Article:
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We intend to qualify as a real estate investment trust, or REIT, for federal income tax purposes and will elect to be taxed as a REIT under the Internal Revenue Code of 1986, as amended, or the Internal Revenue Code, commencing with our taxable year ending December 31, 2007. We generally will not be subject to federal taxes on our taxable income to the extent that we distribute our taxable income to stockholders and maintain our qualification as a REIT.

Our Manager

CIT Healthcare

Our Manager, CIT Healthcare, is a healthcare finance company that offers a full spectrum of financing solutions and related strategic advisory services to companies across the healthcare industry throughout the United States. We believe that our Manager effectively leverages its extensive knowledge and understanding of the healthcare industry through its client-centric and industry-focused model. Our Manager meets the diverse commercial financing needs of U.S. healthcare providers, including hospitals and health systems, outpatient centers, skilled nursing facilities, assisted living facilities, physician practices, home care and hospice companies, ambulatory surgery centers, pharmaceutical and medical technology companies, long-term care facilities, and vendors serving healthcare providers. Our Manager’s leadership team has extensive experience in addressing the capital requirements and advisory service needs of the healthcare marketplace, allowing it to offer a full suite of customized, flexible healthcare financing solutions and services.

As of the date of this prospectus, our Manager employed approximately 120 professionals with substantial experience and expertise in origination, underwriting, structuring, portfolio management, servicing, securitization, syndication and secondary market transactions. Of these professionals, our Manager has 44 employees originating and sourcing investment opportunities. We believe our Manager is one of the leading healthcare financiers in the country. During 2006, our Manager evaluated approximately $23.8 billion of transactions for its own account, closed approximately $2.7 billion of commitments and funded approximately $2.2 billion of healthcare loans in the United States. As of March 31, 2007, our Manager owned assets of approximately $2.4 billion.

CIT Group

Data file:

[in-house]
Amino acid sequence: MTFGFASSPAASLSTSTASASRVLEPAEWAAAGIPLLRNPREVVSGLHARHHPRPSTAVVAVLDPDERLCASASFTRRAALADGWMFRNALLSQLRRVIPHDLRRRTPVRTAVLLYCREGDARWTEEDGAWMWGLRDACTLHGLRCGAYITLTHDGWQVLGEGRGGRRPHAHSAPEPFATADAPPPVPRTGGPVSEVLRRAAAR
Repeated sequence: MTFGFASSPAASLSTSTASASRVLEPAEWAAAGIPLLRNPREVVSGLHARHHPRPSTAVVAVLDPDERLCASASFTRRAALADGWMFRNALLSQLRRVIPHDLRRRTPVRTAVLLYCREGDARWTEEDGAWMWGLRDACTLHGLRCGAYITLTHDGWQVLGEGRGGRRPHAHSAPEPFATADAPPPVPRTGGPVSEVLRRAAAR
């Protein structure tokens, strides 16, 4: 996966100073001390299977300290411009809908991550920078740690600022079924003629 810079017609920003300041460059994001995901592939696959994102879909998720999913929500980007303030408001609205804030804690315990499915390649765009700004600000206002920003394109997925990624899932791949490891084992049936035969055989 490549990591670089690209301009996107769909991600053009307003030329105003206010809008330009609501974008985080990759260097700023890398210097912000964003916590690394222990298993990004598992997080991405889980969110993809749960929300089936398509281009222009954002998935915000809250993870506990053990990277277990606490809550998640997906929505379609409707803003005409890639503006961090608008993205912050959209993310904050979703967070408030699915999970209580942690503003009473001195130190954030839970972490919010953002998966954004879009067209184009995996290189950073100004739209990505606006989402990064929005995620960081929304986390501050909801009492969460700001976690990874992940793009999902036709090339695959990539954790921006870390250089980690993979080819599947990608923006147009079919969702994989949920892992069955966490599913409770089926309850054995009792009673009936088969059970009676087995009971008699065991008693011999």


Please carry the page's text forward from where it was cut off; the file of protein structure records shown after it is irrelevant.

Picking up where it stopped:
CIT Group (NYSE: CIT) is a commercial and consumer finance company providing financing and leasing products and services to clients in a wide variety of industries around the world. Founded in 1908, CIT Group has a premium brand focused on providing clients with customized financial solutions based on a combination of financial, intellectual and relationship capital. CIT Group sources transactions through direct marketing efforts to borrowers, lessees, manufacturers, vendors, distributors and to end-users through referral sources and other intermediaries. As of March 31, 2007, CIT Group managed assets of $79.7 billion comprised of an owned loan and lease portfolio of $73.4 billion and a securitized portfolio of $6.3 billion. CIT Group also serviced over $3.0 billion of third-party assets under fee-based contracts as of March 31, 2007. CIT Group employed approximately 7,500 people as of March 31, 2007.

Initial Asset Contribution

Upon consummation of this offering, our Manager will contribute to CIT Real Estate Holding Corporation, which we refer to as CIT Holding, which will then immediately contribute to us, a portfolio of healthcare-related mortgage assets, which we refer to collectively throughout this prospectus as the initial assets, in exchange for approximately $204.3 million in cash from the net proceeds of this offering and 5,256,250 shares of our common stock issued to CIT Holding, thereby resulting in a net equity contribution to us of approximately $78.8 million. Both our Manager and CIT Holding are wholly-owned subsidiaries of CIT Group. Our Manager determined that the fair market value of the assets to be contributed was approximately $284.9 million as of March 31, 2007, which

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represents 101.649% of book value of $280.3 million, the principal balance of the initial assets as of March 31, 2007. As of the closing of this offering and the contribution of the initial assets to us, the fair market value of the assets to be contributed to us, as determined by our Manager, will be $283.1 million. The reduction in fair market value of the initial assets from March 31, 2007 is the result of loan amortization. The initial assets consist of a representative cross-section of the types of investments in our Manager’s real estate portfolio in terms of yield and asset type and were selected from among the portfolio because we believe they are appropriate investments within our investment guidelines that reflect our needs as a dividend paying company. The initial assets represented approximately 51% of our Manager’s portfolio of real estate assets as of March 31, 2007. The following table sets forth information, as of March 31, 2007, regarding the investments that have been identified as initial assets as of the date hereof. As of March 31, 2007, none of these loans were delinquent or in default.

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Our Initial Assets
As of March 31, 2007
($ in thousands)


Property Type Our Assumed
Loan
Total
Commitment(1)
CIT
Commitment(2)
Our
Commitment(3)
Principal
Balance
# Properties Origination
Date
Maturity Interest
Rate
City State